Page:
Kamambo’s Zifa board proving to be no better than previous ones
WHEN Felton Kamambo was elected the new ZIFA president in December last year, there was an air of optimism that our football was going to take a fresh course, turning away from the controversies and the adverse dogfights that had characterised previous administrations.
Although he lacks the charm and the eloquence of a great leader, Kamambo was, in the eyes of many Zimbabweans, probably the best candidate available to replace maverick politician and businessman Philip Chiyangwa, whose tenure was largely filled with drama and skulduggery.
He possessed a traceable record in football. He played the game at Mhangura and had been in football administration for some years; including holding the post of regional chairman for the ZIFA Central Region before his ascension to the association’s top post.
But seven months down the line, it appears the more things change, the more they stay the same. The ZIFA board led by the business executive is under fire for the way they bungled the Warriors’ participation at the Africa Cup of Nations in Egypt and the general lack of good corporate governance.
Of course, there have been some positives during his early days, but from the look of things, Kamambo is slowly proving wrong many Zimbabweans who might have had confidence in him turning around the domestic football landscape.
This week, the Sports and Recreation Commission began an inquiry into ZIFA’s affairs, particularly the recent debacle at the AFCON tournament in Egypt and the handling of the association’s funds.
ZIFA were given until next Friday to respond to the Sports Commission’s request for details surrounding the AFCON trip and the handling of the football funds since they came into office.
Apparently the ZIFA board has failed the test on and off the pitch during the AFCON tournament. Despite being touted as one of the teams awash with brilliant talent, the Zimbabwe men’s football team returned home empty-handed. They only made the headlines in Egypt for the wrong reasons.
Lack of foresight and planning led to the never-ending strikes in camp because of unpaid fees and allowances. The players twice threatened to boycott games in a sad development that painted Africa’s premier football tournament in bad light.
In fact, to some of the organisers of the 2019 AFCON finals, the Warriors’ elimination from the tournament last Sunday, amid the chaos of the collapse at the June 30 Stadium against the DRC, represented good riddance.
Many insiders were reported to be painting a picture of growing disillusionment, among some of the organisers and CAF officials, about the volatility, and toxicity, of the situation that has been the story of the Warriors camp during their tour of duty in Egypt.
They have been briefing the media of growing tension, and disappointment, that the never-ending disputes over pay, which stalked the Warriors since the eve of their opening match against Egypt, have been casting the tournament in bad light because of the negative headlines around the globe.
ZIFA may claim that the players wanted to hold them at ransom by demanding huge fees, but if that was what was agreed upon, ZIFA should have been prepared to cough up! They should not have promised what they cannot afford to pay.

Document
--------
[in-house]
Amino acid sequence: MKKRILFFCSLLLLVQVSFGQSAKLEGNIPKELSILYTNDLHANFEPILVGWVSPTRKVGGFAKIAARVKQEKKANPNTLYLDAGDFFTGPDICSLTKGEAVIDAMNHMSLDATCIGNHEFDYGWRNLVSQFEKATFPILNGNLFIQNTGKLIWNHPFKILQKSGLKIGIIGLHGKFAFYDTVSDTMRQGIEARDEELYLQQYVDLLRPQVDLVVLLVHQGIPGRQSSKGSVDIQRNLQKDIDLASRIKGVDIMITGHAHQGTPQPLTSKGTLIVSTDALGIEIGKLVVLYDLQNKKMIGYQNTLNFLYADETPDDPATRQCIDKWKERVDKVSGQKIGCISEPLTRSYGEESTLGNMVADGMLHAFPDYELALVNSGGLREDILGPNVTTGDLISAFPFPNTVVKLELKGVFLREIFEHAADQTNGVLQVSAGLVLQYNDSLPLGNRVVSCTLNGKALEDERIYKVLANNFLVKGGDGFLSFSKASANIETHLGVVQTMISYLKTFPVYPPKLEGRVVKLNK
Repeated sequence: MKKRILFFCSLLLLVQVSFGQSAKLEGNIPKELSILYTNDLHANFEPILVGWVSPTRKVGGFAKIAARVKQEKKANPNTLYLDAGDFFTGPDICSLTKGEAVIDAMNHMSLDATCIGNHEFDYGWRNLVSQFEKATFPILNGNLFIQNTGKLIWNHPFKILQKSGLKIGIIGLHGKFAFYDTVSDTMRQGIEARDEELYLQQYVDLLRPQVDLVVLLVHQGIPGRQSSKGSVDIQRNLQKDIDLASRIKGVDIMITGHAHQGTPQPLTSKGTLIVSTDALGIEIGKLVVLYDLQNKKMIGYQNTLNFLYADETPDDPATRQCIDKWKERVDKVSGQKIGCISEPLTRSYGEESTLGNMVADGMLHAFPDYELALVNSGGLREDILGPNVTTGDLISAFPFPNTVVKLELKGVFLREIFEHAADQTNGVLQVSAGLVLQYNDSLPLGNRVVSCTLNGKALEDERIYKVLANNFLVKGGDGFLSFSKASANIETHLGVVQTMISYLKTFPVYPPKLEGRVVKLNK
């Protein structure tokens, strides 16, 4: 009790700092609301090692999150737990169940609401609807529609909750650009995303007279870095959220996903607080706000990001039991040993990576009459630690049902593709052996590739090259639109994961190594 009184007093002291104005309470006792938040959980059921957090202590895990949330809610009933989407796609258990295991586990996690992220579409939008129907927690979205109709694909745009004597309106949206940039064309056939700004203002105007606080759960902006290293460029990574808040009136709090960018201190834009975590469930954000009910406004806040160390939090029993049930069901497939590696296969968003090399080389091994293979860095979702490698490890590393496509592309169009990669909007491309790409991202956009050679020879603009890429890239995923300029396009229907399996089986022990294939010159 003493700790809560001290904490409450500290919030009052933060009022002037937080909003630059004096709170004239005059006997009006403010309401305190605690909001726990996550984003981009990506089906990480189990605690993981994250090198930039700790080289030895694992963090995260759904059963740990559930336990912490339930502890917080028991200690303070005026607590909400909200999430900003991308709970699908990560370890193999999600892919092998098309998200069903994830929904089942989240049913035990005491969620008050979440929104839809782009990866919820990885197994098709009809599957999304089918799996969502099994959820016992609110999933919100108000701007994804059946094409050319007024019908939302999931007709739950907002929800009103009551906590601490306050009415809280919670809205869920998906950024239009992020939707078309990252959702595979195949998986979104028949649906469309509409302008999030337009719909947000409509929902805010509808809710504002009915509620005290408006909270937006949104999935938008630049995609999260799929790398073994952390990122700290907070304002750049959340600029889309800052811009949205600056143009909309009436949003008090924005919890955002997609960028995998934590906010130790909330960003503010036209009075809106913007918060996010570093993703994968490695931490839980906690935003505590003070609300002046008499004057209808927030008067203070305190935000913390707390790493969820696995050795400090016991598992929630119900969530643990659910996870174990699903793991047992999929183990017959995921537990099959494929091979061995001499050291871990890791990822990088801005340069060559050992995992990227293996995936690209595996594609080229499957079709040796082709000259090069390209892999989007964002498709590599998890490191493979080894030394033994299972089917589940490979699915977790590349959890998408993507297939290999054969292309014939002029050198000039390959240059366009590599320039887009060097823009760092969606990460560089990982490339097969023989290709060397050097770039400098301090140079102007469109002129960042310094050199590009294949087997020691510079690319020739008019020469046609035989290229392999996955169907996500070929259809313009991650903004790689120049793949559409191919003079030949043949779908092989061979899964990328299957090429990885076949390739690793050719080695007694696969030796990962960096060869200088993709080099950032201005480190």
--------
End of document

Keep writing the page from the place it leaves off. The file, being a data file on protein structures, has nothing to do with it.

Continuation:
In fact, the Warriors delegation should never have left Harare without signing contracts which clearly stated what the players should get.
This is not the first time this has happened with the Warriors. ZIFA should not always have to wait for the last minute to discuss money issues when the players should be focusing on the battles ahead at such a big tournament as AFCON.
By now, they should be able to disclose to the nation the sources of the funds for the charter plane to ferry scores of supporters and officials to Egypt when they had not finished paying the players.
There are also allegations of corruption surrounding the charter flight as the association’s top leadership were accused of stuffing their families and “girlfriends” on the passenger list at the expense of deserving fans.
And there was also an extra baggage of a number of sports journalists on that charter flight to Egypt!
It is a welcome development that the Sports Commission has demanded answers on behalf of all the Zimbabweans. ZIFA have to answer for the funds they received from CAF and the fund-raising committee for this tournament and how it was used.
They need to be accountable for every cent they got from FIFA, CAF, the Government, individual sponsors and the corporate world since they came into office.
The ZIFA board has to come out clear on the allegations of financial skulduggery emanating from the allegations that grants from CAF/FIFA meant for the association were at some point diverted into an individual board member’s account in an effort to evade creditors, which is against the basic tenets of good corporate governance.
It’s sad, the same script that saw several individuals being booted out by the previous executive led by Chiyangwa in petty fights is playing again at the association.
It did not take a month to manifest when the association’s vice president Gift Banda was suspended in January on allegations of “usurping the powers” of the Executive Committee and the Technical Committee. Up to now his case is still to be finalised and more board members are reported to be on the firing line.
Many things are happening at ZIFA and it is time our football gets a cleansing. The Sports Commission must be commended for their quick reaction, seeking answers from the ZIFA board who they have accused of gross incompetence.
And Kamambo and his cronies at ZIFA must not escape with just a slight slap on the wrist for the way they’ve run the beautiful game of football in this country so far. The Sports Commission must come down hard on them and stop the rot forthwith!
- Zimpapers Editorial